• 2
    $\begingroup$ Does this answer your question? Compensating Loudspeaker frequency response in an audio signal This specifically shows and further derives how deconvolution is done using the Toeplitz matrix resulting in a least squares solution (along with an example). $\endgroup$ Aug 5, 2023 at 5:05
  • $\begingroup$ Well it surely helps for the process but I still find some problems when plotting my gaussian (I've edited the post to show my results) $\endgroup$
    – Michael
    Aug 7, 2023 at 16:32

1 Answer 1


You model is given by:

$$ \boldsymbol{m} = \boldsymbol{s} \ast \boldsymbol{r} $$

Where $ \ast $ is the convolution operator.
Now, since it is a linear operator, the above can be written in a matrix form:

$$ \boldsymbol{m} = \boldsymbol{S} \boldsymbol{r} $$

Where the matrix $ \boldsymbol{S} \in \mathbb{R}^{m \times n} $ is the model matrix.
Now, we need to take into account 2 properties of the matrix:

  1. Tall / Fat Matrix
    What are the relation between $ m $ and $ n $.
    We prefer $ m \gg n $. In other cases we'll must use regularization (Though it is recommended in any case if we have prior knowledge).

  2. Convolution Model
    Discrete convolutions have different way to handle boundaries and what samples are extracted from the result.
    The common forms of the convolution are: full, same and valid. Those are basically the different approaches to chose the output samples from the full convolution.
    Boundary are usually one of: constant, replicate and cyclic.
    Usually, when we apply explicit boundary conditions, we use the valid type of convolution on the padded signal.
    When no explicit choice of boundary conditions is made, we usually use the full convolution. You may look at Solving linear equation of discrete convolution kernels using black box model for the convolution, The Different Solutions for Filter Coefficients Estimation for Periodic Convolution and Full Convolution and How to Solve a Composition of Convolutions from Regularized Least Squares Model in Frequency Domain.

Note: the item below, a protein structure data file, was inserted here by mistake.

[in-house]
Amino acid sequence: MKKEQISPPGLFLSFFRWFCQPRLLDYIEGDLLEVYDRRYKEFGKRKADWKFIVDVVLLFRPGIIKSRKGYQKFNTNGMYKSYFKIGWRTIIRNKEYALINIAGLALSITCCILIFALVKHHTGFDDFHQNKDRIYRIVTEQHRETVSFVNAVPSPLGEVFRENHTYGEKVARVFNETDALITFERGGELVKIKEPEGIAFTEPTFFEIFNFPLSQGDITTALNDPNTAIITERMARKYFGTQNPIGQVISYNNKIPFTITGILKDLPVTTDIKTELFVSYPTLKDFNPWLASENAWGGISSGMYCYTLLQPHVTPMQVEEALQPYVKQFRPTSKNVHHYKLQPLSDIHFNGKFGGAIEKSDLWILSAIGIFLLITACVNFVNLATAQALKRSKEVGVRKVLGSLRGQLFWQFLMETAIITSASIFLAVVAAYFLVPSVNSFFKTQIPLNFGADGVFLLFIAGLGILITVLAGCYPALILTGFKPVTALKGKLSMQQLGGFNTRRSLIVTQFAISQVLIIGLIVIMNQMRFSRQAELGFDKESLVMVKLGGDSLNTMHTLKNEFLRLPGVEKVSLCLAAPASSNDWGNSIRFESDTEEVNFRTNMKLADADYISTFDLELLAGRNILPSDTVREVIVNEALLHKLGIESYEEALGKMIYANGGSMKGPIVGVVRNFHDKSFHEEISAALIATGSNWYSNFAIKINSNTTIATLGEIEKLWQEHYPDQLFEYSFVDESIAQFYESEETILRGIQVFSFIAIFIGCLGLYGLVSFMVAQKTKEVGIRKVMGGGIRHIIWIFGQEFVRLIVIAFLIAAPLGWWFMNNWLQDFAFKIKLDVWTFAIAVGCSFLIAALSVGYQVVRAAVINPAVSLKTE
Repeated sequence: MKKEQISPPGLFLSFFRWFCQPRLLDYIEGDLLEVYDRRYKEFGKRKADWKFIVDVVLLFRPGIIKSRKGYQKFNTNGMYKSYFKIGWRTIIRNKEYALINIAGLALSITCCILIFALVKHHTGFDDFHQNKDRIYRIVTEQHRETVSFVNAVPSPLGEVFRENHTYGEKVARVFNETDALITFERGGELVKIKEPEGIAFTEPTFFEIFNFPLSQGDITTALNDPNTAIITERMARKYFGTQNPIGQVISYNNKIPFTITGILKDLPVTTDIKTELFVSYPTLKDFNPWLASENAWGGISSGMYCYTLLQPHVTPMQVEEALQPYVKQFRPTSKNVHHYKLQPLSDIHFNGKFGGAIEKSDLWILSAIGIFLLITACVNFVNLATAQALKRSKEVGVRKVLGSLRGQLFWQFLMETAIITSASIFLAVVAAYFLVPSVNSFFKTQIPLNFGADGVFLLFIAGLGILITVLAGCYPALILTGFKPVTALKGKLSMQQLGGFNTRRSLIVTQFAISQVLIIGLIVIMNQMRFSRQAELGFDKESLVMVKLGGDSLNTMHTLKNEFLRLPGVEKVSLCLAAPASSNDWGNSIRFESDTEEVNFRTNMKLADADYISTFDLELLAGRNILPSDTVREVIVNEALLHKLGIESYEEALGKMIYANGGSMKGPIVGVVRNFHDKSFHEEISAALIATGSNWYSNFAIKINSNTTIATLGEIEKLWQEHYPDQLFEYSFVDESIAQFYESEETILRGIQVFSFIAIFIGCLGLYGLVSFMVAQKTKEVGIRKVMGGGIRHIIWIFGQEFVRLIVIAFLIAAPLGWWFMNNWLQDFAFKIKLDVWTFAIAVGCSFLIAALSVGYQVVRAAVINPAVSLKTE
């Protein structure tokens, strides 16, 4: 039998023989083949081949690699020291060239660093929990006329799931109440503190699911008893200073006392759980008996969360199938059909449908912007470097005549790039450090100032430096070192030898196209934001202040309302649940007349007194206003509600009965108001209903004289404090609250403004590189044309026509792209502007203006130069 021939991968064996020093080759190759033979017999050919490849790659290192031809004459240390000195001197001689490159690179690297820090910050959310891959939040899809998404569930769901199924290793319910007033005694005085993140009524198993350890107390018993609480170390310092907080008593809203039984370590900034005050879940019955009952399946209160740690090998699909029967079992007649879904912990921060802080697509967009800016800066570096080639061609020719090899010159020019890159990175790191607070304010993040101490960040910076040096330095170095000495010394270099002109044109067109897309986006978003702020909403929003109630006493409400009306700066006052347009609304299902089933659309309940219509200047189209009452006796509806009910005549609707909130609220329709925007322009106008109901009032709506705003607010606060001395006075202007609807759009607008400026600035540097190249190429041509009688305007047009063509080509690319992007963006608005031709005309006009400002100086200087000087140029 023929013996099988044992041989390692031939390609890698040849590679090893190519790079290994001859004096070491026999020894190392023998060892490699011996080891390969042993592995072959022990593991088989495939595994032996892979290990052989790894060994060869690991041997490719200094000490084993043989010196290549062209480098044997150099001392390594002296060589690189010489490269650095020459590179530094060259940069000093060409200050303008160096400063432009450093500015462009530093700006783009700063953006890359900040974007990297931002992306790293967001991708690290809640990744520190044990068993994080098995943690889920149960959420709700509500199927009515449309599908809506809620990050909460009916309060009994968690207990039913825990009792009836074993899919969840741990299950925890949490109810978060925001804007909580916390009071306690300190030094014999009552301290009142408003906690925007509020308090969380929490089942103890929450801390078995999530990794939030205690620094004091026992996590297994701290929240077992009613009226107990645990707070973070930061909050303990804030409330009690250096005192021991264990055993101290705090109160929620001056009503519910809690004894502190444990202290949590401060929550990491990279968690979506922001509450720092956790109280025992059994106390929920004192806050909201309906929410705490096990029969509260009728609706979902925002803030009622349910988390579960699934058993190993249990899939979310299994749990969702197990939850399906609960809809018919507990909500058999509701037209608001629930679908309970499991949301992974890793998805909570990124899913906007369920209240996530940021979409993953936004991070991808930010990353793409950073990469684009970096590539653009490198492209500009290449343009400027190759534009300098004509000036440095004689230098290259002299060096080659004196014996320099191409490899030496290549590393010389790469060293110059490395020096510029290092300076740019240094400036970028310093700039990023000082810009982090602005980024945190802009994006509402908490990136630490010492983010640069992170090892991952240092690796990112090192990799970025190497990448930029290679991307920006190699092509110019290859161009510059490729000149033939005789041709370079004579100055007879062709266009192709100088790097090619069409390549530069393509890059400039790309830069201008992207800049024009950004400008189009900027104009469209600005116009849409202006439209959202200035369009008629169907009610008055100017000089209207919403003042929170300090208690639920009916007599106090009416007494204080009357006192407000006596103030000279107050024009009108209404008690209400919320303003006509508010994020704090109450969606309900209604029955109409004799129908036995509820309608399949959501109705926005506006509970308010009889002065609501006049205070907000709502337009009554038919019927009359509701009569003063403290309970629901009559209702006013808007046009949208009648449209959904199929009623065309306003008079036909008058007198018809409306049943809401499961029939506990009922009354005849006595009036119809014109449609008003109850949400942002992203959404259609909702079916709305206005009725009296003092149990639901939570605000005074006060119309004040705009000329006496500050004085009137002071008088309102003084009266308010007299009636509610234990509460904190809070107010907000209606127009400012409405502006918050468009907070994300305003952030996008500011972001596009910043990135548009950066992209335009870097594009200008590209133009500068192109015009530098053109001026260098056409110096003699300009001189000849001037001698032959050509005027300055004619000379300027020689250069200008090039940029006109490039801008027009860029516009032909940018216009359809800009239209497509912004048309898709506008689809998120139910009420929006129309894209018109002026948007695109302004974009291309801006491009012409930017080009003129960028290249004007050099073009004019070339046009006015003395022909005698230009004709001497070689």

When we have the choice from above, it is easy to generate the matrix model and then basically solve a linear system.

The matrix, in some of the cases above (Like full or periodic) the model matrix is a Toeplitz matrix.
Being Toeplitz doesn't improve the results, it is only improvement to the calculations. Both applying the matrix or solving the system.
So if you have numerical issues with the explicit matrix, solving it as a Toeplitz system won't make a difference.

Solving specifically for a Gaussian Like kernel is done in 1D Deconvolution with Gaussian Kernel (MATLAB). Pay attention to the condition number which is a limiting factor of getting the solution.

  • $\begingroup$ Thank you for your help, I used your comments and links but I still face some weird problems when plotting my gaussian, do you have an idea of where the problem can come from looking at my code or plots maybe ? $\endgroup$
    – Michael
    Aug 7, 2023 at 16:31
  • $\begingroup$ @Michael, Did you check the condition number? $\endgroup$
    – Royi
    Aug 15, 2023 at 8:15
  • $\begingroup$ I tried to look at your post (1D Matlab) but, as shown in the python code, I did not checked it as I do not know how to calculate it and find the optimal one ? $\endgroup$
    – Michael
    Aug 15, 2023 at 17:34
  • $\begingroup$ @Michael, There is no optimal one. Yet if it is high, it means you won't be able to recover the data accurately. $\endgroup$
    – Royi
    Aug 15, 2023 at 18:46
  • $\begingroup$ I calculated it with the formula: $\sqrt{\mathbf{S}^T \cdot \mathbf{S}}$ where $\mathbf{S}$ but lets say I get 40 is there a way to tell that this value is acceptable and thus my problem is not ill posed ? $\endgroup$
    – Michael
    Aug 15, 2023 at 20:03